It was the year 1621 when the Plymouth colonists and Wampanoag Native Americans shared an autumn harvest feast that is widely acknowledged as the first Thanksgiving celebration in our country’s history. That means this marks the 400th year of celebrating the Thanksgiving holiday.
As we approach Thanksgiving 2021, we do so at a time when there is a lot to be concerned about in the world. Just turn on the news, and you will feel your blood pressure rise. However, worry is a powerful force. Left unchecked, worry can fill our headspace so much that we lose sight of some important reminders that we can learn from this cherished holiday.
No, I’m not just talking about turkey and football (as much as I love those things). I’m talking about three observations about the first Thanksgiving and the lessons taught, which can still impact us to this day, 400 years later.
#1 – Be Grateful
We’ve experienced a lot of loss over the past two years. Some of us have lost loved ones, experiencing profound sadness. The pilgrims knew something about that. When the Mayflower arrived at Plymouth Rock in November of 1620, there were 102 passengers aboard, and just 57 of them would survive the first winter in the new world.
And, yet, despite the harsh conditions they found themselves in and the deep grief they were experiencing from losing loved ones, they still gathered to give thanks.
This Thanksgiving, as you sit around the dinner table, remember to give thanks. May we trade our worry for appreciation as we count our blessings. Doing so can lead to a change in perspective and will refresh your soul.
#2 – Be quick to lend a hand
Leading up to the original Thanksgiving, Squanto taught the pilgrims how to extract sap from maple trees, grow corn and catch fish. This Thanksgiving, cultivate that same spirit by being quick to lend a hand to those who you see in need. You will be surprised at how a giving and compassionate spirit will lead to joy and contentment in your heart as well.
#3 – Seek harmony with those around you
We are in a divisive society. People are quick to share their opinions on social media without realizing the real-world impact on relationships. As we look to the lessons learned from the first Thanksgiving, we are reminded to be peacemakers. Squanto facilitated a harmonious relationship between the Wampanoag tribe and the colonists that lasted over 50 years. While there were major cultural differences and language barriers, the relationships formed took priority over their differences, and they lived in peace and harmony for decades!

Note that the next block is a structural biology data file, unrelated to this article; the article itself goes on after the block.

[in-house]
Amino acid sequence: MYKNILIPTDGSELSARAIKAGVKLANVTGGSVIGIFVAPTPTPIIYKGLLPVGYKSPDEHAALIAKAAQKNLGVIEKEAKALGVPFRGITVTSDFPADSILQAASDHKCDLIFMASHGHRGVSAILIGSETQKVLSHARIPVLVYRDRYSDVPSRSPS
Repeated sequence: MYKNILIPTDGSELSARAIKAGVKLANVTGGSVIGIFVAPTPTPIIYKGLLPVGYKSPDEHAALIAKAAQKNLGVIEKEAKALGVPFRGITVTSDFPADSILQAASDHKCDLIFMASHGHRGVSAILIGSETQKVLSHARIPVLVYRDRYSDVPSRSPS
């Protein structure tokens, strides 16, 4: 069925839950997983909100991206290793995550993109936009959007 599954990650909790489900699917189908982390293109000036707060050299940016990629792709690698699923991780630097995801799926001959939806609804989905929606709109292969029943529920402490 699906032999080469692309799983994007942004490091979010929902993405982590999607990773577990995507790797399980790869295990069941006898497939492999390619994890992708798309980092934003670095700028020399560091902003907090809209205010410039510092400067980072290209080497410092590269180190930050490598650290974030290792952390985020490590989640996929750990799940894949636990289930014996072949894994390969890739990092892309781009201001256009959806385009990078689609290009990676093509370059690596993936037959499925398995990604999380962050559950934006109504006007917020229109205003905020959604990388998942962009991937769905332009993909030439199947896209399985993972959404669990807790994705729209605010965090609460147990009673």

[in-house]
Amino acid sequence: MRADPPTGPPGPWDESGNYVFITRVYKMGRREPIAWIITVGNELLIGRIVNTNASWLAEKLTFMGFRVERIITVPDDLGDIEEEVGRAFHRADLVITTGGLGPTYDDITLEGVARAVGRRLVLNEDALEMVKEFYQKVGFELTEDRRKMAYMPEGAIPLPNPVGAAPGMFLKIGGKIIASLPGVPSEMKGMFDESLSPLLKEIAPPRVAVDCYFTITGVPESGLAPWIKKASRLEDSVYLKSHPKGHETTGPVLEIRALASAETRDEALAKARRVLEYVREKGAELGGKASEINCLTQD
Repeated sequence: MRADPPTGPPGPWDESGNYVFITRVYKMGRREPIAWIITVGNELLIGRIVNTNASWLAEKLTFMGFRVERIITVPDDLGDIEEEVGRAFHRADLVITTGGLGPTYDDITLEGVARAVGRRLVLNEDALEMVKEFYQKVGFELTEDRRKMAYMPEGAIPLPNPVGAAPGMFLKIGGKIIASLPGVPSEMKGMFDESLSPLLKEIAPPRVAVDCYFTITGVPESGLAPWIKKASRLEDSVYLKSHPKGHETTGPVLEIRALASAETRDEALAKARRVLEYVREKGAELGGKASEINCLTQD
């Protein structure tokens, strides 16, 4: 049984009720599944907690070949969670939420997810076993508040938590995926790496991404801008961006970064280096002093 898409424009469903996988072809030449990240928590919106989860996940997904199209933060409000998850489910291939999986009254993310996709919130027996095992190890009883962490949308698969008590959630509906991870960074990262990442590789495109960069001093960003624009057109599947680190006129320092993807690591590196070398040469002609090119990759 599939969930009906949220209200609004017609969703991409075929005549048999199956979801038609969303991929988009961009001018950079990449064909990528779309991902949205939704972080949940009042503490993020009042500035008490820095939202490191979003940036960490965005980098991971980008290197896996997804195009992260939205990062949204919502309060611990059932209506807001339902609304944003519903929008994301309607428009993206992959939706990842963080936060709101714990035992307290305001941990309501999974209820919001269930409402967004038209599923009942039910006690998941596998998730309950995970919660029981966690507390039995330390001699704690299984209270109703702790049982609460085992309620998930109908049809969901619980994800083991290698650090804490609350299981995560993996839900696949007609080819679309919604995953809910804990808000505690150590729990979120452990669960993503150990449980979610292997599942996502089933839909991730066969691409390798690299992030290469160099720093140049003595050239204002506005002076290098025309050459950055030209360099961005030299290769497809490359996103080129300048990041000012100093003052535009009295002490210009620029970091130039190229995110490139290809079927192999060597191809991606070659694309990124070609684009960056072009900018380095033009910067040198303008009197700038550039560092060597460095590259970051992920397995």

400 years later, we are in a different world, and yet, much remains the same. The values and lessons learned centuries ago serve as essential reminders for how to live today. Doing so can change our perspective and help us live with less of the things that bring us down and cause stress and more of the things that bring true joy, purpose, and contentment.
Before we go, we will leave you with something written by Pilgrim chronicler Edward Winslow. This is where most of our knowledge about the first Thanksgiving meal comes from:
“Our harvest being gotten in, our governor sent four men on fowling, that so we might after a special manner rejoice together, after we had gathered the fruits of our labors; they four in one day killed as much fowl, as with a little help beside, served the Company almost a week, at which time amongst other Recreations, we exercised our Arms, many of the Indians coming amongst us, and amongst the rest their greatest king Massasoit, with some ninety men, whom for three days we entertained and feasted, and they went out and killed five Deer, which they brought to the Plantation and bestowed on our Governor, and upon the Captain and others. And although it be not always so plentiful, as it was at this time with us, yet by the goodness of God, we are so far from want, that we often wish you partakers of our plenty."
Happy Thanksgiving, everyone!